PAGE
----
Maybe it is this foreign muslim(and Jewish) exoticness and its aesthetics within christian European Spain that attracts so many people to Spain and makes it a little different from other west Europian countries.

By the way the word Ole! which is very famous comes from the Arabic word Allah meaning god.

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Off-topic, but -- anyone know a good way to get egg off your face?
I read the original thread on SFB brings Don Q to Edinburgh Festival as "San Francisco Ballet" so many times that I finally added a subtitle of "Suzanne Farrell Ballet."

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Off-topic, but -- anyone know a good way to get egg off your face?

Actually, it is my understanding that an egg facial is excellent for the complexion.

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omshanti, what an interesting thought.

Spain has always been -- despite the centralizing efforts of Castille-based monarchy and the Franco dictatorship -- a country of deep and intense regionalism. Some of it is definitely connected to the long Moorish presence, but some of it has developed and defined itself as resistance and in opposition to Moorish influence.

How does this affect ballet? I guess I had always thought of classical ballet as a cultural imposition on Spain from the French-oriented court society, especially after Louis XIV's grandson became King early in the 18th century. This may explain why, in the present, Spanish dance seems to be fragmenting, throwing off classical (imported?) forms, and either returning to folk roots or embracing new, "modern" forms of movement from from other parts of the world.

I hope there are readers more knowledgeable about Spanish dance culture today who might help us out on this!

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omshanti, what an interesting thought.

Spain has always been -- despite the centralizing efforts of Castille-based monarchy and the Franco dictatorship -- a country of deep and intense regionalism. Some of it is definitely connected to the long Moorish presence, but some of it has developed and defined itself as resistance and in opposition to Moorish influence.

Thank you bart, but we should not forget that apart from very small areas in the north west (above Duero river) and north east (above Barcelona), Iberian penninsula was under Moorish (Arab) rule for many centuries, and this was long before the concept of Spain as a country was born. This means most of the regions and peoples in Spain apart from very small areas in the north were influenced by the Moors. After all you can not erase centuries of influence so easily.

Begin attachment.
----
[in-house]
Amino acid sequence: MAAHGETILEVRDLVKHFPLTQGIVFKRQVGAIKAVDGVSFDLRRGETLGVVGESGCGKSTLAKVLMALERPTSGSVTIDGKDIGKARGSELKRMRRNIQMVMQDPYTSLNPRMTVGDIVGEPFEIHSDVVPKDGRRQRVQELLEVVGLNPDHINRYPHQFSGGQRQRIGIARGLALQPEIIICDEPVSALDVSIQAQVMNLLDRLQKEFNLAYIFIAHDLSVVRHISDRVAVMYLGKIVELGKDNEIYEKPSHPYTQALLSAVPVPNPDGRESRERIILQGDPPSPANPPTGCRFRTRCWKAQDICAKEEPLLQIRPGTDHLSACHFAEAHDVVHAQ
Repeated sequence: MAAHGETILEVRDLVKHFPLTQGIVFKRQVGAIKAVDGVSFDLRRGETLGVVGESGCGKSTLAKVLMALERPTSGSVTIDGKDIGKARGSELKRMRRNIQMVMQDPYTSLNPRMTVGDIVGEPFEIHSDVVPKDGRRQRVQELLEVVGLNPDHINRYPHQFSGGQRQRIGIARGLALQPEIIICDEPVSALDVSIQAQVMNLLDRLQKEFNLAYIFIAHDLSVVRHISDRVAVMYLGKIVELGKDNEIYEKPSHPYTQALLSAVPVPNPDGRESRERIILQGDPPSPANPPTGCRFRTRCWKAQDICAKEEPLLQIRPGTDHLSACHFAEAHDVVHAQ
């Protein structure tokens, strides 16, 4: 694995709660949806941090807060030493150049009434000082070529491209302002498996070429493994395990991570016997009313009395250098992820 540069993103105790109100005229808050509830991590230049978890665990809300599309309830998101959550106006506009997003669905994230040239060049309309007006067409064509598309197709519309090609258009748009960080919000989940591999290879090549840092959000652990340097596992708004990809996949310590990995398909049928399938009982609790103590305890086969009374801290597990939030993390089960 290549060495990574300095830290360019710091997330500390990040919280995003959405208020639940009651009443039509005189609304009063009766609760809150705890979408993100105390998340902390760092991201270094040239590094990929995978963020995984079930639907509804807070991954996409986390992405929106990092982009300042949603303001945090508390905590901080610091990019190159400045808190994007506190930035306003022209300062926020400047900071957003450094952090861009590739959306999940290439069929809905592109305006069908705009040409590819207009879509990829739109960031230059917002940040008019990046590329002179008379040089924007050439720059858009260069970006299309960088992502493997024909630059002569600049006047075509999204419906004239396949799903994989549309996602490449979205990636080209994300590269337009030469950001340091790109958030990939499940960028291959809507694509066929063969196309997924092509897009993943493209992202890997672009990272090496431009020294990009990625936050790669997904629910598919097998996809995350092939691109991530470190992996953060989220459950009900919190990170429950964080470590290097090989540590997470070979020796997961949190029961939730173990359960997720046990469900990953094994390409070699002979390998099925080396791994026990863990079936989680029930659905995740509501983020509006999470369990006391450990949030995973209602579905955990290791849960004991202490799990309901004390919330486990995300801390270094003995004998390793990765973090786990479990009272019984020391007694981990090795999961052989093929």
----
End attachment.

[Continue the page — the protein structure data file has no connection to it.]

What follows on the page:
By the way guitar which is associated with Spain so much was brought to Europe by the Moors.

How does this history affect Ballet? Ballet was developed in the courts of France (which neighbors Spain) at a time when most European monarchies were connected with blood ties and were families of each other. So I think there is a little connection between this history and the development of ballet.

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Dancers have to be one of Spain's main export products.

In the Dutch National Ballet, too, there are quite a number of very good Spanish dancers: Ainara Garcia Navarro from Zaragoza; Rosi Soto from Barcelona; Juanjo Arques from Murthia and Jaione Zabala, to name a few I like a lot. They're incapable of performing a routine step.

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In April Duato did not renew his contract to lead Compania Nacional de Danza. According to this article, which was published in Links on 17 April, "Observers say that Duato has only included contemporary choreography, while the National Institute for the Scenic Arts and Music, INAEM, also wanted to see classical ballet performance."

In yesterday's Links, dirac posted an article about an upcoming CNdD performance in Montreal, for which the Montreal Gazette interviewed Duato. Among the quotes,

"We ended on very bad terms," said Duato, 53, referring to the company administrators in a telephone interview from his home in Madrid on the day after Spain won the World Cup...

"I offered to stay as artistic adviser so they'd continue doing my work, but they said no. They wanted to change completely."

"They're really destroying a company that was really very important."
"I've been having a hard year. There've been many disappointments."